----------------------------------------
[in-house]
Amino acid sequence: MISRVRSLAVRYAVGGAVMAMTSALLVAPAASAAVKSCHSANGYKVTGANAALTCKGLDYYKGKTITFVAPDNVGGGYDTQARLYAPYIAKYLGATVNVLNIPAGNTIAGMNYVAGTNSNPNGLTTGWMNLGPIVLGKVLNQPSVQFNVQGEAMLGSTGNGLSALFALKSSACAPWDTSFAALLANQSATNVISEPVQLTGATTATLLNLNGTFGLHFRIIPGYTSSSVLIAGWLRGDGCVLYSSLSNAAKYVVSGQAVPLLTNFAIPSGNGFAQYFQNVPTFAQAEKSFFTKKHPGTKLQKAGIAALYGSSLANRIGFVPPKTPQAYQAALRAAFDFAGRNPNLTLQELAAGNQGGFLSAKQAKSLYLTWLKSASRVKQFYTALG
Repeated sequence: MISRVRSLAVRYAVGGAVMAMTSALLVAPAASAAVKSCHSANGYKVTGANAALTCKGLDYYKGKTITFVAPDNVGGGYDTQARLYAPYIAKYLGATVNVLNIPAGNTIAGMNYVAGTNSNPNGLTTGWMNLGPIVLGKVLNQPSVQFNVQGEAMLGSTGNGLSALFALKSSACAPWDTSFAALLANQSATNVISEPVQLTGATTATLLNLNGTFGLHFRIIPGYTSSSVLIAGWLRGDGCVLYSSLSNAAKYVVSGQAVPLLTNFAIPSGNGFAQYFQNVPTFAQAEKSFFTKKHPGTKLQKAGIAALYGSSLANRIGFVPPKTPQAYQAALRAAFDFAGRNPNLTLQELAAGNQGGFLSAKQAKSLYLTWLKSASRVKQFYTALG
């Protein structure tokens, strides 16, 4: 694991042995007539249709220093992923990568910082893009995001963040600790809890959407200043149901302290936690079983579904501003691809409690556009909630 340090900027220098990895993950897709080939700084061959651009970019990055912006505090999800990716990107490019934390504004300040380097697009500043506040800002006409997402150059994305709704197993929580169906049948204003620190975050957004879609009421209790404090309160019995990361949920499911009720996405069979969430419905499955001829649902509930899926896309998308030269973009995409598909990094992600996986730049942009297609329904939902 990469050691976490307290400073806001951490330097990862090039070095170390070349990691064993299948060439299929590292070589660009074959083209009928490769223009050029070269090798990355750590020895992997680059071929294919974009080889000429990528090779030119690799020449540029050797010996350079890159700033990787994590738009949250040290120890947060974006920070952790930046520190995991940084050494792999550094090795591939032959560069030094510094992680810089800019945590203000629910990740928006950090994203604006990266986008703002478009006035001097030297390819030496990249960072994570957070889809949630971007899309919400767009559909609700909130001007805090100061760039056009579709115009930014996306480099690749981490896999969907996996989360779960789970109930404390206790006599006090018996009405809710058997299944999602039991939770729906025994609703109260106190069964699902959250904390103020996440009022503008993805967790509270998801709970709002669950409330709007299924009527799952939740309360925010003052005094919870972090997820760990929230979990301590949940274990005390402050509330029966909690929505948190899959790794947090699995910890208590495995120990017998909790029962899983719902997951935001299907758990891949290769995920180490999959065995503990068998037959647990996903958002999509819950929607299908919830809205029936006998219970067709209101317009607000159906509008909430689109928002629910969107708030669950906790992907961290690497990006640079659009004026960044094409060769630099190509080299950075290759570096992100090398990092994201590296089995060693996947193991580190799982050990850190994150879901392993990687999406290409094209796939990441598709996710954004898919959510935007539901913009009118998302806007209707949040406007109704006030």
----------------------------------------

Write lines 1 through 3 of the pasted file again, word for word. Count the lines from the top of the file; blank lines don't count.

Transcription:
[in-house]
Amino acid sequence: MISRVRSLAVRYAVGGAVMAMTSALLVAPAASAAVKSCHSANGYKVTGANAALTCKGLDYYKGKTITFVAPDNVGGGYDTQARLYAPYIAKYLGATVNVLNIPAGNTIAGMNYVAGTNSNPNGLTTGWMNLGPIVLGKVLNQPSVQFNVQGEAMLGSTGNGLSALFALKSSACAPWDTSFAALLANQSATNVISEPVQLTGATTATLLNLNGTFGLHFRIIPGYTSSSVLIAGWLRGDGCVLYSSLSNAAKYVVSGQAVPLLTNFAIPSGNGFAQYFQNVPTFAQAEKSFFTKKHPGTKLQKAGIAALYGSSLANRIGFVPPKTPQAYQAALRAAFDFAGRNPNLTLQELAAGNQGGFLSAKQAKSLYLTWLKSASRVKQFYTALG
Repeated sequence: MISRVRSLAVRYAVGGAVMAMTSALLVAPAASAAVKSCHSANGYKVTGANAALTCKGLDYYKGKTITFVAPDNVGGGYDTQARLYAPYIAKYLGATVNVLNIPAGNTIAGMNYVAGTNSNPNGLTTGWMNLGPIVLGKVLNQPSVQFNVQGEAMLGSTGNGLSALFALKSSACAPWDTSFAALLANQSATNVISEPVQLTGATTATLLNLNGTFGLHFRIIPGYTSSSVLIAGWLRGDGCVLYSSLSNAAKYVVSGQAVPLLTNFAIPSGNGFAQYFQNVPTFAQAEKSFFTKKHPGTKLQKAGIAALYGSSLANRIGFVPPKTPQAYQAALRAAFDFAGRNPNLTLQELAAGNQGGFLSAKQAKSLYLTWLKSASRVKQFYTALG